Kesa Gatame Escape | The Best Technique
Have you ever had your guard passed and found yourself stuck in a headlock type position with your arm and elbow being controlled? This is kesa gatame or the scarf hold. It can be a supremely demoralizing position that could end up choking you at the worst and wearing you down and depleting your gas tank if nothing else. It's time to become proactive and learn that all is not lost. Jiu Jitsu is there for you if you let it help you escape.
The kesa gatame position…it can be tricky. It is a suffocating and uncomfortable position to be stuck in. While you do see it used by Jiu Jitsu competitors, it is huge with Judoka and Wrestlers. The name, kesa gatame comes from Judo. It is a position in Judo used for pins and some submission techniques. In Wrestling, it is known just as scarf hold, or head lock controls. It is used exclusively for pins in most Wrestling styles. While it can be frustrating to get put in, there is a simple escape that can easily work for anyone. This position means you won’t get stuck in kesa gatame ever again.
For a great kesa gatame, your opponent should really be controlling your bottom arm as well. But it is tough to get the arm, so many competitors will use the standard scarf hold position, just holding a head lock. Those people will usually try to crank on the head lock or obstruct your breathing in some way to make you tap. But you can play smart and escape. Here’s how:
Step by Step Guide: Escaping Kesa Gatame
As your opponent is playing the position, you need to get your bottom arm in the proper position. Make sure your elbow makes it to the mat, as it will help you to get your base back. Your other arm needs to work too. Take your free hand and grab around his far shoulder. Now use your elbow on the mat and the shoulder grip to help yourself go belly down then work up to your knees to get a nice, solid base. Your head will still be locked up and it won’t feel good, but the good news is that you are almost out of the bad position. Now pull on your opponent’s shoulder and lift up with your head. Because your opponent has both arms wrapped around your head, he will have no way to post his arms and you can easily rock him into side control. Just be careful, as he might try to roll you over again. Be prepared to post your arms to avoid that. Then you can work on escaping your head and get ready to do some damage.
In the next example, the inimitable Kurt Osiander shows a very effective use of leverage to escape the powerful kesa gatame or scarf hold.
Launching the Reversal to Kesa Gatame
It's important to realize that even if your opponent is executing the kesa gatame perfectly, all is not loss. This is the beauty of jiu jitsu. By exploiting the control that they have, you can launch a reversal. In this case first and foremost, one must address the possibility of being choked by the arm and shoulder that are immediately wrapping your head. To counter this, we simply must turn towards the side that the opponent is sitting out to ensure that our airways are intact and protected.
Connecting Yourself to Your Opponent from Kesa Gatame
Next we must connect ourselves to the opponent by grabbing an S grip or a Gable Grip around their back with our shoulders. Once we have secured this grip it's now time to bring our feet close to our butts to be able to power our hips up into a bridge. Please note how Kurt actually does a jump that brings his feet a few inches closer to his butt than simply bringing his feet would. This makes his bridge even more powerful.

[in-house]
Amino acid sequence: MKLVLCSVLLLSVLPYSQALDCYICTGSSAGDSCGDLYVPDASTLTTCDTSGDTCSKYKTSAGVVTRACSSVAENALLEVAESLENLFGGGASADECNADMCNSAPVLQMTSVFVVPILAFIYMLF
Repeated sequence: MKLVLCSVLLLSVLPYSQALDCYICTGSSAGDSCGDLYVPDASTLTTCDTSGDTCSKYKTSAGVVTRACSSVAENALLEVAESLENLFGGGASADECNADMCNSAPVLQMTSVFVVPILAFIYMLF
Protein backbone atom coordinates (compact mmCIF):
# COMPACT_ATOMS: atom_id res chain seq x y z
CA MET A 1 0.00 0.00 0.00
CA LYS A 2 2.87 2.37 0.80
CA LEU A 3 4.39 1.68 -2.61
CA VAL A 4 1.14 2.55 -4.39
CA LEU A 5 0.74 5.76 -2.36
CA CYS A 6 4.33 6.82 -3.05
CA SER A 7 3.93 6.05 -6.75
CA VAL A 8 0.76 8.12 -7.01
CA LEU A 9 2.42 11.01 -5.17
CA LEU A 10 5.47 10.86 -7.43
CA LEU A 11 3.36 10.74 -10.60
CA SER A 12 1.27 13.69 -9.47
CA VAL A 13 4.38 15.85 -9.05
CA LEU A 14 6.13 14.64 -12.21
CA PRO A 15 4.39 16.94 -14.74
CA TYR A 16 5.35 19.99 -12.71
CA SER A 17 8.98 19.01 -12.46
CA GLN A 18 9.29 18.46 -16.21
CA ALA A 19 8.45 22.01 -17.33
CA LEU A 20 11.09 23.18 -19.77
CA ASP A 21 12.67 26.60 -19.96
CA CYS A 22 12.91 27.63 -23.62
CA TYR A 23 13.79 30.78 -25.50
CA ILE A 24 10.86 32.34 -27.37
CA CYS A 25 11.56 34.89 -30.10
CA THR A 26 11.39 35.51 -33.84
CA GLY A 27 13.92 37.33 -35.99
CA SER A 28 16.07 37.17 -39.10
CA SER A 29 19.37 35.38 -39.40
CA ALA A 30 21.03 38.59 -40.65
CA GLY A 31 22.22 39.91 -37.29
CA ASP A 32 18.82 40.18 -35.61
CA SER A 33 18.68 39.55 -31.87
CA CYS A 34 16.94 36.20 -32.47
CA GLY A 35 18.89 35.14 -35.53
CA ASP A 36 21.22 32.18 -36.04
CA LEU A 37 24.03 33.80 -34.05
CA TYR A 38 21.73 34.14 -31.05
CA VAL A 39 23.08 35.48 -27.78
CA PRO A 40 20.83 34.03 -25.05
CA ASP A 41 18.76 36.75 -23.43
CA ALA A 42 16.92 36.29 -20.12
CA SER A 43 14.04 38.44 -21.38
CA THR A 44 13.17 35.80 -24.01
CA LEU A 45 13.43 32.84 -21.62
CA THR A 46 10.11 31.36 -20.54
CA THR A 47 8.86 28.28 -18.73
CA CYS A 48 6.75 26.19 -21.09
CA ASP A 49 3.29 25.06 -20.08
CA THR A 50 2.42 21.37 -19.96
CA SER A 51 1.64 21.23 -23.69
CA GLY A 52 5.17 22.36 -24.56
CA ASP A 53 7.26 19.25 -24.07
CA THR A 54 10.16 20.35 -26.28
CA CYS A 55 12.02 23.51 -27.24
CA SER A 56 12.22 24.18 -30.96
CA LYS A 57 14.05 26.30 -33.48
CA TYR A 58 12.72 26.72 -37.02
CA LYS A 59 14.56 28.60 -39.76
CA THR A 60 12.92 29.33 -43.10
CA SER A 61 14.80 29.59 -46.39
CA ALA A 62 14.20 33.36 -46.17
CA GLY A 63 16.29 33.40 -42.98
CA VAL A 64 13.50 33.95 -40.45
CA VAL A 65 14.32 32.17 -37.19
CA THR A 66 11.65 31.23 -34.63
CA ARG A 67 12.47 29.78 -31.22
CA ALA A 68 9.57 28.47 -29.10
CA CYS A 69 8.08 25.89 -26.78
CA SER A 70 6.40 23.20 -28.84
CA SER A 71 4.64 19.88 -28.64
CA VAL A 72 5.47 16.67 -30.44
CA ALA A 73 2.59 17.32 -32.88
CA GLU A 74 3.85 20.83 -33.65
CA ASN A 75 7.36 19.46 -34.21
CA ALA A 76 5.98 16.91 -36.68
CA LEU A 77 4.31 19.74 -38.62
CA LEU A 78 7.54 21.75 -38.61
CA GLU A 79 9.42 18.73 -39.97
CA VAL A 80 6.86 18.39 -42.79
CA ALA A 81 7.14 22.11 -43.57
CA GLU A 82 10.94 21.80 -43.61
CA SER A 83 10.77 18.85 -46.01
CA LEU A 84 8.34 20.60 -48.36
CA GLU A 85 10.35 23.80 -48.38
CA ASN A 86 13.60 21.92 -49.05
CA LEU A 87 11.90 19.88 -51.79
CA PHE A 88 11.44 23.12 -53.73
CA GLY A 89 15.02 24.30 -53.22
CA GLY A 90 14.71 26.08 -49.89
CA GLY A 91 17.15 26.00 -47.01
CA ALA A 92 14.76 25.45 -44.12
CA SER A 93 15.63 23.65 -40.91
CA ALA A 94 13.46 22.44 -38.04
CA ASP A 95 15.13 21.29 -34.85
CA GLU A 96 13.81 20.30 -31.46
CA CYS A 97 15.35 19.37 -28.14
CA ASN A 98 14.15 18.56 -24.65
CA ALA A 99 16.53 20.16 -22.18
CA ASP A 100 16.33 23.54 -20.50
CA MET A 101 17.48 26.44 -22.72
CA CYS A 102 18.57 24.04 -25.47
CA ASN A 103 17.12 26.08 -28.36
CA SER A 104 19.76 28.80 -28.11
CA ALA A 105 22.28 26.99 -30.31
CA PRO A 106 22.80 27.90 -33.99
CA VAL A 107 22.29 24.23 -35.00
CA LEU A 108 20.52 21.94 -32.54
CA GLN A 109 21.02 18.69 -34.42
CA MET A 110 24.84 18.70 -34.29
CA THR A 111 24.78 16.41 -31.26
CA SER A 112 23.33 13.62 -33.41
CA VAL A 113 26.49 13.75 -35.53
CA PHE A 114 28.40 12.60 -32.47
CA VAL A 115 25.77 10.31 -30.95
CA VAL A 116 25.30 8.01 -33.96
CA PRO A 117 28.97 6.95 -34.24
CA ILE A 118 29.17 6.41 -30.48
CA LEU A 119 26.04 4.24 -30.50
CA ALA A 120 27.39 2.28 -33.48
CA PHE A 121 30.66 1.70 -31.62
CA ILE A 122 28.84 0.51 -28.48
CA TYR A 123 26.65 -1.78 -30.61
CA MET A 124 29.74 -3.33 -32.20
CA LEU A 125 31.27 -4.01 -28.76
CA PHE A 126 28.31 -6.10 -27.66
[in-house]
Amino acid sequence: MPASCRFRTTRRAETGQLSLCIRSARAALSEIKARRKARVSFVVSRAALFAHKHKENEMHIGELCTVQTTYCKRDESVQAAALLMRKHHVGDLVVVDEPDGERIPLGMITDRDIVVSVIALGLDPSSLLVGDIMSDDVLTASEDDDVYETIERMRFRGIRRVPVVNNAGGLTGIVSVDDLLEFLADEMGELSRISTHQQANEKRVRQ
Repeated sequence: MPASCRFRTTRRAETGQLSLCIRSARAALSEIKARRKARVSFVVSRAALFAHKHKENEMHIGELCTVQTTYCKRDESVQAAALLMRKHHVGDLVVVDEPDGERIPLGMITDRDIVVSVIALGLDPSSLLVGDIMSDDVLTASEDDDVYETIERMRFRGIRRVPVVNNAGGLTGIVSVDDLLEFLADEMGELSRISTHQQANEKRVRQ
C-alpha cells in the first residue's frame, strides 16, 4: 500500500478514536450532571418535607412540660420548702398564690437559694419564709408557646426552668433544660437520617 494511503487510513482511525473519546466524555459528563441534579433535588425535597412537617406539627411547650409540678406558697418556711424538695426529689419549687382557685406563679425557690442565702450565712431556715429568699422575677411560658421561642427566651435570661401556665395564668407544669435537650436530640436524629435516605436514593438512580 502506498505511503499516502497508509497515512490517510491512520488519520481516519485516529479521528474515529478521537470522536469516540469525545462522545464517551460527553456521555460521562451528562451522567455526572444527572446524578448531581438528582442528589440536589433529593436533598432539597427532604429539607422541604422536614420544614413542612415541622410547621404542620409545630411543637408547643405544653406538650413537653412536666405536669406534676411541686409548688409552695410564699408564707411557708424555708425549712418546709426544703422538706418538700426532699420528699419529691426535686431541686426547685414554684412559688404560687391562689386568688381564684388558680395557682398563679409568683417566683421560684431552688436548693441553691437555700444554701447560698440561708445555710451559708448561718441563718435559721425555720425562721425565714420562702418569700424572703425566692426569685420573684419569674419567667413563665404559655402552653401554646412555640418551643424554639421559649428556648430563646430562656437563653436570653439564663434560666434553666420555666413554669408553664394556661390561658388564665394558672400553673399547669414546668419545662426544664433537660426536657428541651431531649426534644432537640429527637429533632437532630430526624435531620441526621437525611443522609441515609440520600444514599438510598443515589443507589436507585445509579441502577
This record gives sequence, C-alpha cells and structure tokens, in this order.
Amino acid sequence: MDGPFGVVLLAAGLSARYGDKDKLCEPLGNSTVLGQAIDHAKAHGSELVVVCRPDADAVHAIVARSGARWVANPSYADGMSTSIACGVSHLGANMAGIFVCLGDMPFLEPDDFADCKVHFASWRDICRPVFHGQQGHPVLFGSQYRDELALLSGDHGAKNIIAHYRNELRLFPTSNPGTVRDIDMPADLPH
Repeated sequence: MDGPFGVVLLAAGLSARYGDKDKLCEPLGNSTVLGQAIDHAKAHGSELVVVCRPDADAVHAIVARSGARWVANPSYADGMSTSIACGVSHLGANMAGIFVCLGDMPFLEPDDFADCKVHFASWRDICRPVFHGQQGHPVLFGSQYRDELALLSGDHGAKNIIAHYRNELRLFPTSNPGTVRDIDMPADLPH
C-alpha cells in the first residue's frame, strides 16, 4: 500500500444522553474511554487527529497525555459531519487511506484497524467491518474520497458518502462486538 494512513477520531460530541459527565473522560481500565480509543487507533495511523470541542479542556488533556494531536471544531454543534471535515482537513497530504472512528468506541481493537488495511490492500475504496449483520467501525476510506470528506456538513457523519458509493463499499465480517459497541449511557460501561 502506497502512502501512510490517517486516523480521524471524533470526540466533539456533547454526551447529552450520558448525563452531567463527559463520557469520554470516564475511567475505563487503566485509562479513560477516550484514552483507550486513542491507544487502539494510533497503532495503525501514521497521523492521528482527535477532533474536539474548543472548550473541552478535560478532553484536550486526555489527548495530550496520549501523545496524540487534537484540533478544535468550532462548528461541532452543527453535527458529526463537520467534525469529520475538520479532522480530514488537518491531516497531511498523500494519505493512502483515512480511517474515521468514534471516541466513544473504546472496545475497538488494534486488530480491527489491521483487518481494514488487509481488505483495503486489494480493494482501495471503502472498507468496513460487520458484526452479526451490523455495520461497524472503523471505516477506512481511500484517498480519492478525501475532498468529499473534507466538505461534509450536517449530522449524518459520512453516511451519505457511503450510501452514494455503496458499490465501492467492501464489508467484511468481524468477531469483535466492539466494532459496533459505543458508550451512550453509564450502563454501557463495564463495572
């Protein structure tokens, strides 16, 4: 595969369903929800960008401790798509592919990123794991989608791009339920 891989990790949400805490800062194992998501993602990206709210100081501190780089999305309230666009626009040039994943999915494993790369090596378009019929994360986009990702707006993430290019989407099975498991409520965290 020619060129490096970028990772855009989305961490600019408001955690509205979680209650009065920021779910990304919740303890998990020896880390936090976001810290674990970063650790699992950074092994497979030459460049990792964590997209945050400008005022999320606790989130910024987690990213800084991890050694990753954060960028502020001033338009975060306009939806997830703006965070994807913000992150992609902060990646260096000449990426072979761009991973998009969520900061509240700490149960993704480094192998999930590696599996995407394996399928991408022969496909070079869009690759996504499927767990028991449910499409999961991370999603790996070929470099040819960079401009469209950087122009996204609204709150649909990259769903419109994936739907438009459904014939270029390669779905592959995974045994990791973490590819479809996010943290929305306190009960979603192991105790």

Reversing the Opponent from Kesa Gatame
Once you've got the grip and the bridge ready to go, you will bridge straight up to force the opponent to use the arm that is controlling our arm and shoulder to base so as not to roll forward. It is at that time that we will drive the bridge over thereby reversing the opponent.
Switching into a Gracie 101 after Escaping Kesa Gatame
Once you have reversed the opponent, if they continue to hold the headlock, you can easily switch into a classic Gracie 101 headlock escape and frame across their throat and face and break the hold. This will also put you into prime position to begin launching arm bar submissions of your own.
This escape will save your butt at least once in your life. There are a few other kesa gatame escapes that work just as well and are fundamentally as easy. While these escapes seem to be pretty straight forward, you need the mat time with them. Getting yourself conditioned to use these will save you in some dire times during competition or hard rolling. All escapes need this kind of thought. An awesome resource for escapes that can help you is…
One of the best offensive practitioners in the history of competitive BJJ is world champion Bernardo Faria. Though most widely revered for his pressure passing and half guard games, none of these aspects of his game could have been developed without a strong foundation of defenses. Being able to escape any position is a crucial ability that should not be ignored and now's your chance to take advantage of his amazing "Escapes from Everywhere" DVD series. Are you tired of getting caught in all of the bad spots without being able to escape? Are you ready to become your training partners and opponent's worst nightmare. Just when they think they've got you, you will squirt free and be ready to launch your own offensive attacks. Don't miss it. Check it out below!
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